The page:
Resolving Dilemmas• The ethical dilemmas at work place are supposed to be
product of the different roles that a manager is expected play simultaneously. However, should the ethical standards differ for the different role play? Most argue that the ethical standards should not be changed or ignored because the context has changed
• Managers sometimes, try to rationalize their unethical behavior. In doing so they make a reflection on their own character than that of the organization
• When the unemployment is high, people are more willing to bend the rules to keep their jobs. Social and organizational influences, therefore have significant impact on the ethical behavior.
Life Event Stress and Consequent Dilemmas
Life events stress are concerned with situational encounters and the importance that the person attaches to that event. It refers to our feelings that something of importance to us is being jeopardized by the events in our daily lives.
The most common events producing stress are, ‘pressure to work hard’, ‘major events’, ‘vacation’. Major stressors are ‘deterioration of health of a family member’, ‘relocation at work’, ‘arguing with spouse’ etc. However, they are “Culture Specific”
Dilemmas of the college years
• Clustering of life changes• Separation from parents• Reintegration: Developing new relationships• Love and sex life• Daily hassles• Financial uncertainty• Grade pressure• Fear of failure / success• Role difficulties (role overload, role conflict, role strain, role ambiguity)• Life script, Identity formation and Career choice• Anticipating post college challenges (selecting and starting a career,
adjusting to career changes, striving for financial security, preventing “affluenza” disease, living lightly on earth, creating stable and satisfying family, raising children, balancing work and family, dealing with blended families, adjusting to new work and community network, dealing with ethnic and racial diversity, coping with high tech demands, making time for exercises and relaxation etc )
Ethics, Economics and Law The ethics of hardball : The cases of Toys “R” U and Child World; Home Depot : Good Ethics or Shrewd Business Business are economic organizations that
operate within the framework of law and are critical to business decision making. But the view that they are only relevant considerations and that ethics does not apply is NOT TRUE. Even hard fought games like football have a code of sportsmanship in addition to the rule book.
A good test of moral point of view is whether we would feel comfortable if our colleagues, friends and family were to know about a decision e have made.
Advising Managers Why the normal value of private life tend to break down
or become ineffectual in business context, Nash offers five reasons:
1. The analytical framework the managers adopt2. The goals they set for themselves3. The organizational structure they belong to4. The language / methods they use to motivate others5. Their personal assumptions about the intrinsic worth of
other people If ethical issues and concerns do not figure in any of
the areas, then it is UNLIKELY that the organization will be fostering a climate in which the ethical behavior becomes the norm.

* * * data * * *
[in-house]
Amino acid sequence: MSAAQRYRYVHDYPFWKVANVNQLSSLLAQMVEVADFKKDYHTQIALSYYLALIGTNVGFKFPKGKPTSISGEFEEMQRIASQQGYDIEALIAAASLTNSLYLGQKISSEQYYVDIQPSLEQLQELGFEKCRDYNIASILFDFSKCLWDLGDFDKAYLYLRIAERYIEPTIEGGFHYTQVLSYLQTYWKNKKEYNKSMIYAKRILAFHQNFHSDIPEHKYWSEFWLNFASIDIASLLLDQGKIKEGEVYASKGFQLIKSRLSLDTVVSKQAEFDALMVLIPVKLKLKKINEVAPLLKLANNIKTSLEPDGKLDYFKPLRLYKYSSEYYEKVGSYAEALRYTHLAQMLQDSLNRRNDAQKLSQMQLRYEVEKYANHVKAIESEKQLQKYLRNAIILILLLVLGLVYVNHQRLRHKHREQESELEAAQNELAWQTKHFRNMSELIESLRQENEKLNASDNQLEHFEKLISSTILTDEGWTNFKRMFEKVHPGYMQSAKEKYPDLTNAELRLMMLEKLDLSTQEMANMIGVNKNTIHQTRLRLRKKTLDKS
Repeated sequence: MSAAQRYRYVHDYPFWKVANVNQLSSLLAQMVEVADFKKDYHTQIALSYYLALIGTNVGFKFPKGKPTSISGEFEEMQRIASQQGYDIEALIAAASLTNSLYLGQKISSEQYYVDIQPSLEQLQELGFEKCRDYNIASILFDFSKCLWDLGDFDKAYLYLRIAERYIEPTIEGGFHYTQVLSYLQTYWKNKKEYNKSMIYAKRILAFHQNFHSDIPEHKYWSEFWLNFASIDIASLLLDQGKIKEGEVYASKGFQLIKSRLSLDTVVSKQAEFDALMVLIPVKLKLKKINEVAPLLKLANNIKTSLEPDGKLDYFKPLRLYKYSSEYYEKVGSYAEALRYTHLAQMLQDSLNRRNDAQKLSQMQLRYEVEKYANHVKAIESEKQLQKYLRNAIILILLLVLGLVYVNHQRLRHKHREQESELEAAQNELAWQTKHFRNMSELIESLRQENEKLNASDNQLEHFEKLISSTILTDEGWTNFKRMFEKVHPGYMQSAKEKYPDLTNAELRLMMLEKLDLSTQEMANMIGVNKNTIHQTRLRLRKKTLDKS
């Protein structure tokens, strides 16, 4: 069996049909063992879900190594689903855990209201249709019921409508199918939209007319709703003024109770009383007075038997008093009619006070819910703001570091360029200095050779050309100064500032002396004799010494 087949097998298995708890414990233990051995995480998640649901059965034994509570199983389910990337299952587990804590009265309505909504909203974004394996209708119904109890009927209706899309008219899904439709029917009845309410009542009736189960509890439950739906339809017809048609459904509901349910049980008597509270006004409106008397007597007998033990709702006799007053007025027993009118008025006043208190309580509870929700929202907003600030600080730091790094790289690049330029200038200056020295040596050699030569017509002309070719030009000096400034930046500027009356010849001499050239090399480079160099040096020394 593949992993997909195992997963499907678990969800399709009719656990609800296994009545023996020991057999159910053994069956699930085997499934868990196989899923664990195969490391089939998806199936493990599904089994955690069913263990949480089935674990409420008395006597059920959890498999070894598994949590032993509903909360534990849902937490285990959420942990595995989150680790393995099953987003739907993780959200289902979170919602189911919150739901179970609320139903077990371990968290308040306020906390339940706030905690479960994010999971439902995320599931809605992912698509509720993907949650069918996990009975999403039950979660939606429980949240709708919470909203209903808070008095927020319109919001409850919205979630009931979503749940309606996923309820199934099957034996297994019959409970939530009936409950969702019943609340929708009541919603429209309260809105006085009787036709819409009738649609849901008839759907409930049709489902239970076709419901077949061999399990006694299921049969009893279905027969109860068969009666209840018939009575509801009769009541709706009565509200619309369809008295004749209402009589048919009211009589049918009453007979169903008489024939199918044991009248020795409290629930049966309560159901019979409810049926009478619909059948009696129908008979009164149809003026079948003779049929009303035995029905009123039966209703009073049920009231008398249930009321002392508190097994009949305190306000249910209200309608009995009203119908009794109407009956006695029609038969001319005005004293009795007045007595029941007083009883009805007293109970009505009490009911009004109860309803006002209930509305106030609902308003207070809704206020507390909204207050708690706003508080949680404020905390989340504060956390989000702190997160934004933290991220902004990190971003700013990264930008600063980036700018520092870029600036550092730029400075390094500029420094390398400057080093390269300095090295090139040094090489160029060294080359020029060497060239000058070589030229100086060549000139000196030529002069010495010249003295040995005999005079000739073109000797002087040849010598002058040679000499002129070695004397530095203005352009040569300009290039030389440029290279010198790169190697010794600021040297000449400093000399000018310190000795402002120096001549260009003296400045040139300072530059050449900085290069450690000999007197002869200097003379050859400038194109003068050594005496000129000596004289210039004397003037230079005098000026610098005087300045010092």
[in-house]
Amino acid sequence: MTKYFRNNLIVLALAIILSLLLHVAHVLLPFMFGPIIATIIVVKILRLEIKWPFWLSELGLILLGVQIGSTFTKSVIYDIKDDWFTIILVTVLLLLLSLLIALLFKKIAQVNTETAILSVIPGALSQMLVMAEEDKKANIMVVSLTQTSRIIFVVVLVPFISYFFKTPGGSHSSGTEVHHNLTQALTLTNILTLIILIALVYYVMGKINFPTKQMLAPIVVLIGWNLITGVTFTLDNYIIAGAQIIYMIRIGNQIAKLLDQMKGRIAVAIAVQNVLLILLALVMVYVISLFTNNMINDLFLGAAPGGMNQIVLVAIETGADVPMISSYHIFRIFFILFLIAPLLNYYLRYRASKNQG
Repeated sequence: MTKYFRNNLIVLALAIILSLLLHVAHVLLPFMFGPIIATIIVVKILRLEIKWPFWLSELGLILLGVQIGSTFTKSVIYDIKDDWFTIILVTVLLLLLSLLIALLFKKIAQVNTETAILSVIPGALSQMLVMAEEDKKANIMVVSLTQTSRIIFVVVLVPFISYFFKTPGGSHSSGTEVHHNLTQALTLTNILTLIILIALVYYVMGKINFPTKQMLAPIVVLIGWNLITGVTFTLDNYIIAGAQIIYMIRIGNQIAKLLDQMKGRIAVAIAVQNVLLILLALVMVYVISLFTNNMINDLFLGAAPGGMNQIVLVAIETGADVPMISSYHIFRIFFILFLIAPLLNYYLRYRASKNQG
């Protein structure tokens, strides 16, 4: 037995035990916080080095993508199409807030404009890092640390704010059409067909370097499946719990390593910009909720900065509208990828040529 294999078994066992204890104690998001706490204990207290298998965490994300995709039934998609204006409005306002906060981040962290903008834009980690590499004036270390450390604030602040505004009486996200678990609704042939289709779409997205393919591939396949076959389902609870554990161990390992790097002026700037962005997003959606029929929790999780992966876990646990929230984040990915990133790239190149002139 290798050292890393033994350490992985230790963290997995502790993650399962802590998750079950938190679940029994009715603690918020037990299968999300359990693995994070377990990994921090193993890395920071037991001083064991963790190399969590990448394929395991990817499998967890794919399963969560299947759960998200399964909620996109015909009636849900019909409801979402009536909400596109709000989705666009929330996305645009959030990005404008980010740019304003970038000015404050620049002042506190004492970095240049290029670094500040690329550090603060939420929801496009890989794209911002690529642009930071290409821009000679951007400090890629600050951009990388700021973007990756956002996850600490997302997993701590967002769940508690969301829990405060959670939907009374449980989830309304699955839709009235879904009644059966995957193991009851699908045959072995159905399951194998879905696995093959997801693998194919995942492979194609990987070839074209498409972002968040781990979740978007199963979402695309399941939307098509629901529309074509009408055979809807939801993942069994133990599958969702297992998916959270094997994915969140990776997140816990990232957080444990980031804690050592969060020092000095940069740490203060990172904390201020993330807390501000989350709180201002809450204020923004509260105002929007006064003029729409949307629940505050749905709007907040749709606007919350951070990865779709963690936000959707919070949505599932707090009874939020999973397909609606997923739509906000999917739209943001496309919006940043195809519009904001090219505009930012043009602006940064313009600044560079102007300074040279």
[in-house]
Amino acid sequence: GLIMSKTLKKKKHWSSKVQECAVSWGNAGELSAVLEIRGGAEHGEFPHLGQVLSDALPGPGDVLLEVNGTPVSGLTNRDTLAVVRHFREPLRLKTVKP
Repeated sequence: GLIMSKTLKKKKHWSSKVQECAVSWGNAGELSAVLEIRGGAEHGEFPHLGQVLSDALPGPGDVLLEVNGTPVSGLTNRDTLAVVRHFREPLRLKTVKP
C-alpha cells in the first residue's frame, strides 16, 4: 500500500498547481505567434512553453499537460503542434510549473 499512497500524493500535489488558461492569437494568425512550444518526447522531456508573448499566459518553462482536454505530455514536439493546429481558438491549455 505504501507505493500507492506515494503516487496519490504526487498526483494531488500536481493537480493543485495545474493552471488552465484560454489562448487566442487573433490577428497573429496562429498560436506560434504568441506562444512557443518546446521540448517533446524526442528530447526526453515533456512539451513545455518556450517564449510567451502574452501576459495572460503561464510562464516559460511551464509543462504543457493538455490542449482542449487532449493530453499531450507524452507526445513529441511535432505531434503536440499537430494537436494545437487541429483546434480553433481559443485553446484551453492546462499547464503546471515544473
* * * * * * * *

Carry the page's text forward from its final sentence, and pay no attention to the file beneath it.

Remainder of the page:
Dozen issues to encourage managers to be ethical
1. Have you defined the problem accurately2. How would see this from the other side of the fence3. How did the situation occur in the first place4. To whom and to what you give your loyalty as a person5. What is your intention in making this decision6. Match your intention with the probable results7. Who is the decision going to injure8. Can you discuss the decision with the affected party before you make the
decision9. Confident of the long term validity of the decision10. Can you share the decision with your loved ones11. What is the symbolic potential of your decision of your action if
understood and / or misunderstood12. Under what circumstances would you allow exceptions to your stand
Unethical behavior – some safeguards
• Central Vigilance Commission• Fear of punishment• Ostracizing the corrupt• Healthy activism against corruption• Fighting organized crime• Good laws and timely enforcement• Protecting whistle blowers• Active media • Personal integrity• Conscience of and equality before law• Judicial activism• Target unethical conduct at the top• Reject unethical offers
Indian Wisdom and the Workplace
• The Indian wisdom absorbs the supreme truth, the essentials of infinitude and holiness of the souls, the essential oneness and solidarity of the universe as expressed in the Upanishads “Aham Brahamsmi”.
• Swami Vivekananda emphasized the ‘idea of education and all training programs should be character building. Education is not the amount of information overload that runs riot in the brain, but should aspire to inculcate the habit of analysis, action and moral response. Atmano Mokshaya Jagat Hitaaya Cha –Yagnayacharithartha karma – Parasparam Bhavayanthu
Promoting Ethics at Workplace Managers in most organizations strive to encourage
ethical practices. The litmus test for the ethical practices are:
• The golden rule: act as the way you would expect others to act towards you
• The Utilitarian Principle: act in a way that yields greater good for the largest number of the people
• Situational but Natural: action taken under circumstances could be universal law or behavior
• Professional Ethics: peer reviewed by professional• The TV test: Can you share with a large audience• The Legal Test: Should be in conformity with the laws• The four way test: Is the decision truthful / fair / beneficial
to all concerned / generate goodwill and foster friendship
Examples of Ethical Dilemmas -1
• Your supervisor enters your office and asks you for a check for Rs.2500.00 for expenses he tells you he incurred entertaining a client last night. He submits receipts from a restaurant and lounge. At lunch, your supervisor’s girlfriend stops by to pick him up for lunch and you overhear her telling the receptionist what a great time she had at dinner and dancing with your supervisor the night before.
• What do you do?
Examples contd. - 2
• You have a student who is from a single parent family. The student must work to attend college. However, the job is interfering with the student’s performance and several assignments have not been turned in. You are determined that a “D” is all that the student can make when a counselor informs you that the student need a “C” to qualify for an academic scholarship.
• What do you do?
• The Ethical Organization -- Alan Kitson and Robert Campbell
• Moral Courage – R.M. Kidder• Ethics – Thomas White• Business Ethics – facing up the issues
Edited by Chris Moon and Clive Bonny• Why is Indian Business Interested in Ethics – an article
by N.Vittal, CVC (The Economic Times, 19th Aug 1999)• An Ethical Organization: The need of the day – Article by
N.R. Narayanmaurthy, (The Financial Express, Aug 10, 2002)